Carotid Duplex Scanning
What is carotid duplex scanning?
Carotid duplex scanning is a noninvasive ultrasound method that measures blood flow through the carotid arteries, the large arteries that run from the heart through the neck to the brain.
Carotid duplex scanning is often the first test done to assess stroke risk, and often helps the medical team decide what other tests may be needed to determine a diagnosis and treatment plan.
Your physician may order carotid duplex scanning to evaluate symptoms including:
- Transient Ischemic Attack
- Loss of muscle control
- Other symptoms that might result from narrowing or blockage of the vessels (stenosis)
What happens during carotid duplex scanning?
During carotid duplex scanning, the patient lies flat on an examination table with their neck slightly extended.
A vascular technologist applies a warm, clear gel to the neck and places a small microphone-like device, known as a transducer, along both the sides of the neck, following the carotid arteries.
Sound waves are bounced off the blood vessels and tissues of the neck to create a two-dimensional image of the arteries. Duplex scanning is used to measure blood flow at many points in the blood vessel at one time. The measurements provide the medical team a clear view of any arterial blockage, as well as giving them information on how fast blood is flowing through the blood vessel.
How long will the procedure take?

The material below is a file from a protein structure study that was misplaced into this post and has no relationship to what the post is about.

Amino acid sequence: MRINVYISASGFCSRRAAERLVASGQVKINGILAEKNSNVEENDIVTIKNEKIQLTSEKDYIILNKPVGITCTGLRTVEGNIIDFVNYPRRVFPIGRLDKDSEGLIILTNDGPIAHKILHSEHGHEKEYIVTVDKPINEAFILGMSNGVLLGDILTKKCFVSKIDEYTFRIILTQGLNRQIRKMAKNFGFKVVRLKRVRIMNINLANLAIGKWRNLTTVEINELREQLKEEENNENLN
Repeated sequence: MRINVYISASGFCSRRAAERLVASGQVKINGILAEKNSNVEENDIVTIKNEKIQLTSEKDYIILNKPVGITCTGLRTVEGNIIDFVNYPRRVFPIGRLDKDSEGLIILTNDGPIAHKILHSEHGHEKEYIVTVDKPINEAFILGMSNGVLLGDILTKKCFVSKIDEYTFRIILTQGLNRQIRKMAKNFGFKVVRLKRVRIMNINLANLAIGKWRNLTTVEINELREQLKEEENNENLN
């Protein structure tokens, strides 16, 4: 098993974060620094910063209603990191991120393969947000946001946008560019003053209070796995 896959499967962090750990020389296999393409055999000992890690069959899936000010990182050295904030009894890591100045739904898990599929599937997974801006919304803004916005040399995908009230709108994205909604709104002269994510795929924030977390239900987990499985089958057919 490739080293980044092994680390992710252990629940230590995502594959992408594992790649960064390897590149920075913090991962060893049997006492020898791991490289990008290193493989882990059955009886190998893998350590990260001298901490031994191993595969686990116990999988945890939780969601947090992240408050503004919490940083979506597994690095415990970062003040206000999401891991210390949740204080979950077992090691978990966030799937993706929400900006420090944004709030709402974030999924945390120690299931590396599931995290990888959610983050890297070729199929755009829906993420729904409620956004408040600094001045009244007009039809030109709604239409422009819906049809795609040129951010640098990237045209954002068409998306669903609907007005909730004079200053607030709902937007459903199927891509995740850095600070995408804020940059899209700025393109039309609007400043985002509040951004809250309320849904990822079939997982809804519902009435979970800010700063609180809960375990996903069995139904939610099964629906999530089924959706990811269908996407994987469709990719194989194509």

The exam takes approximately 15 to 30 minutes. If it is being done on a patient who is not admitted to the hospital (outpatient), they should plan to be at Cedars-Sinai for at least an hour.
Does carotid duplex scanning cause any pain or discomfort?
Although the patient may hear unusual sounds during the procedure, it is painless.
As the vascular technologist moves the transducer along the skin, some mild pressure may be felt, and some patients do get a little uncomfortable from lying still for the length of the test.
What should you do prior to the test?
There is no preparation necessary for this test. Patients are encouraged to dress comfortably.
What should you expect after the test?
If it is being done on an outpatient, the patient is free to go home. The physician will follow up with results and explain what they mean.
For an appointment, a second opinion or more information, please call 1-800-CEDARS-1 (1-800-233-2771) or email us at firstname.lastname@example.org.